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Equal treatment The Congolese people need an international community willing to stand up to a government that likely stole the election, just as was the case when Russia's Vladimir Putin, Afghanistan's Hamid Karzai and other world leaders took liberties with their countries' respective votes in recent years. They need international action to deal with the government forces and other armed groups that profit from massive and violent smuggling of minerals that power our cellphones, laptops, and other household products unnecessarily tainted with this conflict mineral trade. Again, economic pressure could be our greatest point of realistic leverage. In both Congo and South Sudan, a serious and expanded investment in professionalizing army and police forces will be crucial to future stability. The details of what can help promote human rights and freedoms in Sudan and Congo can be debated, but it is uncontestable that united global action is imperative. Libya, Egypt, Ivory Coast and other examples demonstrate that decisive international action led by top government officials can make a huge difference. The long-suffering people of Sudan and Congo hope they are next in line. Michael O'Hanlon is a senior fellow at the Brookings Institution, a former Peace Corps volunteer in Congo and author most recently of The Wounded Giant: America's Armed Forces in an Age of Austerity. John Prendergast is co-founder of the Enough Projectand co-author most recently ofUnlikely Brothers. ### U.S. troops¶ war experience aids hostage rescues (AP) http://www.suntimes.com/news/world/10393562-418/us-troops-war-experience-aidshostage-rescues.html LA Sun Times By JASON STRAZIUSO February 2, 2012 NAIROBI, Kenya ² Roy Hallums was enduring his 311th day of captivity, blindfolded, his hands and feet bound, stuffed into a hole under the floor of a farm building outside Baghdad. He heard a commotion upstairs and managed to get the blindfold off. Delta Force troops broke open the hatch. An American soldier jumped down. ³He looks at me and points and says, µAre you Roy?¶ I say µyes,¶ and he yells back up the stairs: µJackpot!¶´ Hallums recalled in a phone interview with The Associated Press six years after his rescue. Another mission by elite U.S. troops took place just last week, this time in Somalia, resulting in an American and a Danish hostage being rescued and nine kidnappers killed.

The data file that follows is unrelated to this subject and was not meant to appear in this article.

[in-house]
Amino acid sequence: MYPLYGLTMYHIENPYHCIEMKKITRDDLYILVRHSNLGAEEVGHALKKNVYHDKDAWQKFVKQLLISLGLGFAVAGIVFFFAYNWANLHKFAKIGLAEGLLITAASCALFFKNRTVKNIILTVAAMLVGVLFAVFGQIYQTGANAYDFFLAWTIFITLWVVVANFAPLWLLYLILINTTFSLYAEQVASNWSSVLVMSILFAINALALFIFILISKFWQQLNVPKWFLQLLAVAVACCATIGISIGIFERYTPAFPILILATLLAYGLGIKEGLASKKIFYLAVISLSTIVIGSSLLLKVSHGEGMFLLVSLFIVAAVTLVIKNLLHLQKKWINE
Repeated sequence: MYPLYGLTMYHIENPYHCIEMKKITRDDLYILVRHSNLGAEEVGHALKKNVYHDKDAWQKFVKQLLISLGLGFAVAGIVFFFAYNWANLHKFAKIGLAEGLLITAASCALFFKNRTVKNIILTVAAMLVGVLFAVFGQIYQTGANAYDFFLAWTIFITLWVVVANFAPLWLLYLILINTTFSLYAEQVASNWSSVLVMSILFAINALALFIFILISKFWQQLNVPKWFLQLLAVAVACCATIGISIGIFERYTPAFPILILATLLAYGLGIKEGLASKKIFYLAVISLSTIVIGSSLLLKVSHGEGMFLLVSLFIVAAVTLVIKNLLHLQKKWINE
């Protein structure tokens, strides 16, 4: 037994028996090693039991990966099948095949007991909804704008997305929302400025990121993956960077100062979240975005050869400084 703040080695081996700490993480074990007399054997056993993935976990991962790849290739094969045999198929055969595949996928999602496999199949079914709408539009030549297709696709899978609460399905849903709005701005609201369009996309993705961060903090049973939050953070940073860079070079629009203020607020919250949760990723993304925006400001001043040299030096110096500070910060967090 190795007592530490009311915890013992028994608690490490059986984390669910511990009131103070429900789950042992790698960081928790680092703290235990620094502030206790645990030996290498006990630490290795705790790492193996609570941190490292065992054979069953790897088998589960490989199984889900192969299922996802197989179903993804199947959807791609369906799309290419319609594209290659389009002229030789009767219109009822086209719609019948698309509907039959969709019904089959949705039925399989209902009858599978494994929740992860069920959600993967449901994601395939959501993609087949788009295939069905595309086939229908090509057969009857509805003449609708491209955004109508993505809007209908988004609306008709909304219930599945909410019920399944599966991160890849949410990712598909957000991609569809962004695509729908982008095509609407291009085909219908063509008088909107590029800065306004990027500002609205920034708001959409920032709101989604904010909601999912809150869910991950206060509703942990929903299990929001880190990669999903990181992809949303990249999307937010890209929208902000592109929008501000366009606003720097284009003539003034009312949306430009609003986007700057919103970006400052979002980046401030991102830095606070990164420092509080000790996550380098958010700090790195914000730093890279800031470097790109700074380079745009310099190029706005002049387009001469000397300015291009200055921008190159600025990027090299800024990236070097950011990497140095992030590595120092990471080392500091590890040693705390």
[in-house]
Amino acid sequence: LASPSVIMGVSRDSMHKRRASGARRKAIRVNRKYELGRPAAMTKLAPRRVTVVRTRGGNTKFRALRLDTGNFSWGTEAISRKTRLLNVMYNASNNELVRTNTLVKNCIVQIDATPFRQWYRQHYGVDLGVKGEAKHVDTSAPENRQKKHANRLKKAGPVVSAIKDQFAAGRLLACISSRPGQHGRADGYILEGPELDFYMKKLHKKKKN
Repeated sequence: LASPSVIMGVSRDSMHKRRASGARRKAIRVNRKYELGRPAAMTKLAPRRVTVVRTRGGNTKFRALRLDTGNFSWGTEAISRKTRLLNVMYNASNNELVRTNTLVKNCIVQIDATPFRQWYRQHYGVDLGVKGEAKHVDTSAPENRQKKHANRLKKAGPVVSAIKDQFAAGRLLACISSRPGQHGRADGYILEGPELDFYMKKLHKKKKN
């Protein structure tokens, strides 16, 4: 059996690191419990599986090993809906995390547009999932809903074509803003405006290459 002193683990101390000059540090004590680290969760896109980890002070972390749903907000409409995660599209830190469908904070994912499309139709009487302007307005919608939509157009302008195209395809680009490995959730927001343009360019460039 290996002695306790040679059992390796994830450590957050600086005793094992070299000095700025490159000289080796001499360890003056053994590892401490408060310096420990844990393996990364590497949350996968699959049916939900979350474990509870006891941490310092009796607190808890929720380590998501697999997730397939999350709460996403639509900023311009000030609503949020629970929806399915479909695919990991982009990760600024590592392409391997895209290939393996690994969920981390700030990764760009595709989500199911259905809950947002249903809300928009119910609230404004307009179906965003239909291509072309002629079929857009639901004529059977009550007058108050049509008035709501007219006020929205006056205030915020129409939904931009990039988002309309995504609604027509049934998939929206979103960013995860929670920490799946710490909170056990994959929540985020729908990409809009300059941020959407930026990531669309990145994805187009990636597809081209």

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U.S. special forces units are compiling a string of successful hostage rescues, thanks to improved technology and a decade of wartime experience. But despite technological advances like thermal imaging and surveillance drones, the raids remain high-risk. Success or failure can depend on a snap decision made by a rescuer with bullets flying all around, or determination by kidnappers to kill any captives before they can be freed. In 2010, the U.S. Navy¶s SEAL Team 6 tried to rescue Linda Norgrove, a Scottish aid worker, from her Taliban captors in Afghanistan. She was killed by a grenade thrown in haste by one of the American commandoes. The kidnappings of foreigners living or traveling overseas continues unabated, as it has for decades. While the probability of a person being kidnapping is low, abductions do occur regularly, especially in high-risk nations like Somalia, Pakistan, Mexico and Colombia. Even those who are supremely aware of the risks can disappear. In December 2006, Felix Batista, an American anti-kidnapping expert and negotiator for hostage releases, was kidnapped in Saltillo, Mexico, and hasn¶t been heard from since. Just last Tuesday, armed tribesmen in Yemen kidnapped six United Nations workers: an Iraqi, a Palestinian, a Colombian, a German and two Yemenis. On Jan. 20, kidnappers grabbed an American and held him for a week before releasing him, perhaps after a ransom was paid. U.S. troops have been tasked with rescues mostly in areas where American forces were already stationed, like Afghanistan, Iraq and around Somalia, said Taryn Evans, an expert on kidnappings at AKE, a risk mitigation company outside London. As they¶ve gotten more experienced, they¶ve gotten better. In 2009, SEAL sharpshooters killed three Somali pirates holding the American captain of the Maersk Alabama hostage in a lifeboat. And late last month, U.S. Navy SEALs parachuted into Somalia under cover of night, then moved on foot to where captors were holding an American woman and a Danish man who had been kidnapped together in October. The SEALs killed nine captors and rescued the two hostages while suffering no casualties themselves in the Jan. 25 operation. Their skill in carrying out such missions has been honed by America¶s two wars in Iraq and Afghanistan, said Seth Jones, a civilian adviser to the commanding general of the U.S. special operations forces in Afghanistan from 2009-2011. ³They have conducted so many operations in these areas, from hostage rescues to strike operations to capture-kill missions. What it does is significantly improves the competence of special operations,´ Jones told The Associated Press. He said commando missions are ³now routine.´